Martin Crowe's wife has expressed her eternal gratitude to a man she described as her soulmate and "a beautiful man" who saw fatherhood as one of his greatest achievements at his funeral in Auckland today.
Crowe's casket sat centre-stage inside Auckland's Holy Trinity Cathedral in Parnell adorned with a large bouquet of white flowers and a monarch butterfly.
In a touching tribute to his daughter her birth date was etched on his casket - 15/4/2003 - a day he described in his 2013 book Raw as one where he was the happiest he'd ever been.
Downes gave her touching final tribute towards the end of the almost two-hour service.
"Right from the beginning I nicknamed Marty my beautiful man, his heart so pure and transparent so honest and so full of love," she said. "He could be passionate romantic and fun and he could be as cheeky as hell."
Crowe died last Thursday, aged 53, four years after being diagnosed with lymphoma.
Downes said while the cancer had taken her husband too soon - it had in some ways also given them time together.
"When the cancer arrived he did the courageous work of facing himself and from that internal work he finally saw what we knew about him, that he was a gentle kind and loving soul," she said.
"That peace made him able to touch the lives of others close to him for the better.
"I will be forever grateful to you my darling for what you shared with me, for truly showing me what living in the moment means and what being loved and cherished feels like."
The funeral began at 1pm with a standing ovation as a video of Crowe's innings of 142 against England at Lord's in 1994 was played.
The first to pay tribute was his brother Jeff Crowe who shared his memories of his "bold and beautiful brother" a fabulous, loving and caring father, a son of substance and a magnanimous mate.
He spoke of the strength of his sister-in-law and his niece in the face of their loss.
"Lorraine ... you were his rock ... Emma your dad was so proud of you, we are so proud of you, what you have achieved and what you are about to, keep smiling ... kia kaha.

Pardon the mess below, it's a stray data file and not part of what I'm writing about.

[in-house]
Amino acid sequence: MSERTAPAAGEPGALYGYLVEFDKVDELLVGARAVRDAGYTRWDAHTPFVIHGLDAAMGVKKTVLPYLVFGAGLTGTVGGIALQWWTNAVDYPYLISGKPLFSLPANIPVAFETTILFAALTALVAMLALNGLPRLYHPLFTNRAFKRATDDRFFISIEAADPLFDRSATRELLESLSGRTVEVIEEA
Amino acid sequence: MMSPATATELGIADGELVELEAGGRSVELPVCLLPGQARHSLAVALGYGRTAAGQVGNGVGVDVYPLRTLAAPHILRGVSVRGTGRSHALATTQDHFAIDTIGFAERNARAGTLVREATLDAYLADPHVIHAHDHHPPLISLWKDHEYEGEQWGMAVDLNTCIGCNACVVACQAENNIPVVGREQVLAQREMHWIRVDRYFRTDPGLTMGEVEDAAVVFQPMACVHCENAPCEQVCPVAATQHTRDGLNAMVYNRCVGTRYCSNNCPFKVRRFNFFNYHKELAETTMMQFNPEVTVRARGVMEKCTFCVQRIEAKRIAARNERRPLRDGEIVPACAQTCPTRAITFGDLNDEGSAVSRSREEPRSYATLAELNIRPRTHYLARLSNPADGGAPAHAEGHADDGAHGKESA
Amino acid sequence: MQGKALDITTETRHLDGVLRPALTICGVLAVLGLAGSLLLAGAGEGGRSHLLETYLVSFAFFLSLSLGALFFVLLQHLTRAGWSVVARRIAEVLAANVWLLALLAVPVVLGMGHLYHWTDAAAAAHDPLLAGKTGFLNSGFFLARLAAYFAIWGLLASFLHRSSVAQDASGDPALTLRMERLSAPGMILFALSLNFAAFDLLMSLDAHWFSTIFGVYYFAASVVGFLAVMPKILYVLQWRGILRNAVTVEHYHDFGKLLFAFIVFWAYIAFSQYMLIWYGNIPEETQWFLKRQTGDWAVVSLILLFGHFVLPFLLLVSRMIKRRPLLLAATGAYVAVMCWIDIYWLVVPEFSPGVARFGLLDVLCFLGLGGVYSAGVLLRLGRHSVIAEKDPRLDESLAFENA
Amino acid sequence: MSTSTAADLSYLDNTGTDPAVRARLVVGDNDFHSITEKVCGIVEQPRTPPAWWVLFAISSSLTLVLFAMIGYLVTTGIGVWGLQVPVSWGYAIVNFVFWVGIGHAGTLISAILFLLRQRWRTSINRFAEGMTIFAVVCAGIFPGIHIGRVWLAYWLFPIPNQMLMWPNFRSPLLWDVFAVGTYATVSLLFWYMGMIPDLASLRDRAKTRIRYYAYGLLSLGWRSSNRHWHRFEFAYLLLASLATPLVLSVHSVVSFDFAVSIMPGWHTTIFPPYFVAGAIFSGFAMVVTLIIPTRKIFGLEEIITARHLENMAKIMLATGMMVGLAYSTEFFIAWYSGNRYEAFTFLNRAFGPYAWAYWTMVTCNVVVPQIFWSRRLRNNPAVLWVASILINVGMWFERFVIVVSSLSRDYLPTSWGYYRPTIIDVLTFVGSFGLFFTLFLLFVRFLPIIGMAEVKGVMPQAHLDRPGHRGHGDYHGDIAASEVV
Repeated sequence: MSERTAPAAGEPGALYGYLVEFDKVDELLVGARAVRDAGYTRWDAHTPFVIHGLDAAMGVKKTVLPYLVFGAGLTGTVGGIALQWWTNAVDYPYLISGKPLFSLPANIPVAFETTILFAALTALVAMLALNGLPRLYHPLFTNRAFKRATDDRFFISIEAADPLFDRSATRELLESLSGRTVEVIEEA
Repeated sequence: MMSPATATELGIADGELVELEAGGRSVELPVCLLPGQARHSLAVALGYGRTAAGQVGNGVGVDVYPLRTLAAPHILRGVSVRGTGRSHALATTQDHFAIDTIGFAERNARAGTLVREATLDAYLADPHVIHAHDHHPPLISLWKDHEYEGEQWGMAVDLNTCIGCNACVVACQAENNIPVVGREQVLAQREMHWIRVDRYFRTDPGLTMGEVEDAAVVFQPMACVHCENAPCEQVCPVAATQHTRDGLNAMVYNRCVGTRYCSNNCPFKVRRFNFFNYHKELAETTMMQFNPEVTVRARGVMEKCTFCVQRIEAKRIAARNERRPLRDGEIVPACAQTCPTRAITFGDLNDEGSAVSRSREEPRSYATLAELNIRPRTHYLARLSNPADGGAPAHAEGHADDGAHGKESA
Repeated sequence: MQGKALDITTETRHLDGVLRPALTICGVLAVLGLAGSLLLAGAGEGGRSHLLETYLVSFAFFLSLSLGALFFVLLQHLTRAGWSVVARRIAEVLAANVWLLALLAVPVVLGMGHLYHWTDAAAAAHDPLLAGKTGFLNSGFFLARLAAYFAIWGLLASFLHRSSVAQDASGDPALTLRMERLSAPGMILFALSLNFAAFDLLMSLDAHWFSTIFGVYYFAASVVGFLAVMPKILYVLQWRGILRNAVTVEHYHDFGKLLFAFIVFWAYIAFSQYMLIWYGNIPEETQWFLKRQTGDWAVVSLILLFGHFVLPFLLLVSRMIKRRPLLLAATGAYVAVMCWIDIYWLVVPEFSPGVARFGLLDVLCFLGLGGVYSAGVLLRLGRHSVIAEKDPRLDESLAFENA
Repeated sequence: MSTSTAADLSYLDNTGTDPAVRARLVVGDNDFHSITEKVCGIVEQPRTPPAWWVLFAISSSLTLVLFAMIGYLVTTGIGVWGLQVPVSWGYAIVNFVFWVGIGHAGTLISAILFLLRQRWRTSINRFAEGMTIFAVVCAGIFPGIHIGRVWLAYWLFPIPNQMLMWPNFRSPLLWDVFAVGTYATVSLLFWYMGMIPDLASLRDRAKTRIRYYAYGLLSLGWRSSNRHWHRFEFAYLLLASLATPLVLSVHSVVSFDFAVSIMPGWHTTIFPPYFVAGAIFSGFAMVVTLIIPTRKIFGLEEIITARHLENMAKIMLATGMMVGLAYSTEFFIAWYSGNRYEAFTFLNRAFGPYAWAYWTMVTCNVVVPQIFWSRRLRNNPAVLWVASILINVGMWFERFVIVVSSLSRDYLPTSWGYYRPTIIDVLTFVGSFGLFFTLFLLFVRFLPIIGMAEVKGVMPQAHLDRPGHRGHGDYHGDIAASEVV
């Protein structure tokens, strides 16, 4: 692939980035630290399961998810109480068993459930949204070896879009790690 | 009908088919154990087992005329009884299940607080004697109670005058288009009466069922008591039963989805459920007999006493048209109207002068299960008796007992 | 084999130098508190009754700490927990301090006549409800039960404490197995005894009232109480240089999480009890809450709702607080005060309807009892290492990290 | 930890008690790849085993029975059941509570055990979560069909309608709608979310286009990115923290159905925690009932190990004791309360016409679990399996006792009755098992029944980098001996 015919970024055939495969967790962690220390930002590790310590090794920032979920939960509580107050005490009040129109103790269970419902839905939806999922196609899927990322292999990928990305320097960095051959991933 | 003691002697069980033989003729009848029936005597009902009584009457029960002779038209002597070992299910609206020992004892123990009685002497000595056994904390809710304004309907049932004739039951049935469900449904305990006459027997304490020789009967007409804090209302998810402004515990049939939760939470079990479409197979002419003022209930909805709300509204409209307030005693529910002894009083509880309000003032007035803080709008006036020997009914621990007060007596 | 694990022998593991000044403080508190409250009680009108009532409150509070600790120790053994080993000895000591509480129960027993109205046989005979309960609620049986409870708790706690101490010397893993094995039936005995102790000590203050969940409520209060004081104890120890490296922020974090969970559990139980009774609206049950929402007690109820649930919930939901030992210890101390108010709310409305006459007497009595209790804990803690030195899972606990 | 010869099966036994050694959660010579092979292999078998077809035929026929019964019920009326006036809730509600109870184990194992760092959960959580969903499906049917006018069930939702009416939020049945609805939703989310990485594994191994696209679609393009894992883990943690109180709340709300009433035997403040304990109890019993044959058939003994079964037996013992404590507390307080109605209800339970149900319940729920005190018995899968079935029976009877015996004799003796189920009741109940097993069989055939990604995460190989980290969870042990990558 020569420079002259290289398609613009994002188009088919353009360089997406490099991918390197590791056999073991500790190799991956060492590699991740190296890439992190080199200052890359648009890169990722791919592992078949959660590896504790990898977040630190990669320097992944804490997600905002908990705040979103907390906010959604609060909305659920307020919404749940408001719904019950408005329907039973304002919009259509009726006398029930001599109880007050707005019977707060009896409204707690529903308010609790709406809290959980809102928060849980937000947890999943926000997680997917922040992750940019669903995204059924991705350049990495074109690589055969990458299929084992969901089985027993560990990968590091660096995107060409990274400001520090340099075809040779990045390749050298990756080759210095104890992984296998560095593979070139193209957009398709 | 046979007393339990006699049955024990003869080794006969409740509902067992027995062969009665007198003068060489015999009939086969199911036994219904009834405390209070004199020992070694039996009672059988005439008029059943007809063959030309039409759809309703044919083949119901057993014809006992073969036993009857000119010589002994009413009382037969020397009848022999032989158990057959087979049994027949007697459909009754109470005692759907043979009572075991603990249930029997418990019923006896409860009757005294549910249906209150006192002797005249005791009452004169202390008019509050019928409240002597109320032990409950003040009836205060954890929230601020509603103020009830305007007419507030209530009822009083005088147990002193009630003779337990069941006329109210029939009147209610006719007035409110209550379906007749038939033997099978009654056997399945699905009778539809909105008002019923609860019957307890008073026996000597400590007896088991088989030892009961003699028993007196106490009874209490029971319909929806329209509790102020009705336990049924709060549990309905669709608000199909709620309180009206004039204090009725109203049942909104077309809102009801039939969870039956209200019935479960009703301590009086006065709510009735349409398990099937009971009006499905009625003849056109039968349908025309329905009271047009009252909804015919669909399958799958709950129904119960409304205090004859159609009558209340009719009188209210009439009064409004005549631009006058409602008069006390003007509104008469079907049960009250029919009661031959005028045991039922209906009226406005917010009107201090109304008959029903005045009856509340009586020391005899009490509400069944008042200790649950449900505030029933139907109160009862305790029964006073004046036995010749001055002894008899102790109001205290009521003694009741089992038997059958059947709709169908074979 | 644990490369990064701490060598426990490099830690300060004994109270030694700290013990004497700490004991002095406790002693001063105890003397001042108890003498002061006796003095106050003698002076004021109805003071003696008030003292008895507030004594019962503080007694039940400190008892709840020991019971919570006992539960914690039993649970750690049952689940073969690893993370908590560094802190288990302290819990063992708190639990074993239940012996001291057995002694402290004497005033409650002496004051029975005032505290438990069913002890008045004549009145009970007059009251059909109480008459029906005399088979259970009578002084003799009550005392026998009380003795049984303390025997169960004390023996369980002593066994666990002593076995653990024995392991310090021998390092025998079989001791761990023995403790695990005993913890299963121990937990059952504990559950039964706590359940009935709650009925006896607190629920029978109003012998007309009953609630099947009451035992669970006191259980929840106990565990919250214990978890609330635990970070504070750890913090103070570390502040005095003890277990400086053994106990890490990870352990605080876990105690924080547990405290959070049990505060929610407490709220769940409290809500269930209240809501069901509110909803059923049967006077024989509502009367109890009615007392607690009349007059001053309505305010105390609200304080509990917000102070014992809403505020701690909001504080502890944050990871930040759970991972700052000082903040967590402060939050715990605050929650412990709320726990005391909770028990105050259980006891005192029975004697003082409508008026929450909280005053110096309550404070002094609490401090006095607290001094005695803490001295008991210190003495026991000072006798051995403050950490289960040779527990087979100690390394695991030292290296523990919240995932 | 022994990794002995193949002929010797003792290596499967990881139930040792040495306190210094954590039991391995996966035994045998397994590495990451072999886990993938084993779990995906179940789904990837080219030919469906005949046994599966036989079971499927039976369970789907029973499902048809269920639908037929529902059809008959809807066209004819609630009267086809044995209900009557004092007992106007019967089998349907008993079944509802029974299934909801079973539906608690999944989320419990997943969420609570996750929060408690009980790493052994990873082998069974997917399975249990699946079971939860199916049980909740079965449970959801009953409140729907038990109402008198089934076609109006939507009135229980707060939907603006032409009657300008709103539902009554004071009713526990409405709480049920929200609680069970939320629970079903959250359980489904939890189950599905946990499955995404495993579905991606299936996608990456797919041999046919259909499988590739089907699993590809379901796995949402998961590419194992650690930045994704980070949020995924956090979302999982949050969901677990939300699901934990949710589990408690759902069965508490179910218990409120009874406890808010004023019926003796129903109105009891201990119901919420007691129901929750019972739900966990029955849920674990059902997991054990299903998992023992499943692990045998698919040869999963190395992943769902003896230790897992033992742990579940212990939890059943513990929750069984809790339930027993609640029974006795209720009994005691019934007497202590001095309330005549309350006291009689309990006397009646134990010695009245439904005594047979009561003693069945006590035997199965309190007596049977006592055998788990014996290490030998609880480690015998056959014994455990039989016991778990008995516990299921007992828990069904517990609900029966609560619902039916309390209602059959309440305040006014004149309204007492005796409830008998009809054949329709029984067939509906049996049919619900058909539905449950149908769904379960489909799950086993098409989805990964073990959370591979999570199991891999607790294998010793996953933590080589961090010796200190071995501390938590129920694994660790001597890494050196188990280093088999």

"Marty may have left us but he is still within, you only have to look at Emma's eyes to know that he is looking back at you."
Former teammate Ian Smith recalled Crowe's younger years as "young superstar in the making" at Auckland Grammar.
"But his reputation was justified, he had a confidence, a presence backed up with a very clear superb technique even then."
He went on to detail Crowe's career highlights, including the special innings which for more than a decade stood as a record test score for New Zealand - the infamous 299 against Sri Lanka in 1991.
Smith used one word to sum up his friend: "Passion".
"Sometimes it led him down the path of confrontation, but it occurred solely because his devotion ran so deep, it was in his heart, it flowed through his veins."
Tearful video tributes from Black Caps Martin Guptill and Ross Taylor were also played at the funeral.
The pair described their gratitude at having Crowe as a mentor.
"I was incredibly proud that he called myself and Ross the sons he never had," Guptill said.
Hundreds attended the funeral from far and wide, including his cousin and actor Russell Crowe, former Australian captain Greg Chappell, New Zealand Cricket boss David White, selector Gavin Larsen, Sir Richard Hadlee and students from his former school, Auckland Grammar.
Sport Minister Jonathan Coleman attended on behalf of the Government.
His casket was carried out by his pallbearers, including his cousin Russell, to the tune of the Muse song Feeling Good.
It was greeted outside the church by a large group of Auckland Grammar boys performing the haka, before being put in the hearse as family and friends lay petals on top.
The students broke out into another haka as the hearse drove off with family, friends and hundreds of funeral attendees looking on.
Martin Crowe MBE
- September 22 1962 - March 3 2016
- ICC Cricket Hall of Fame
- New Zealand cricket legend
- 77 tests - 5444 runs at 45.36
- 143 one-day internationals - 4704 runs at 38.55
- 19,608 first-class runs at an incredible average of 56, including 71 centuries and 80 half-centuries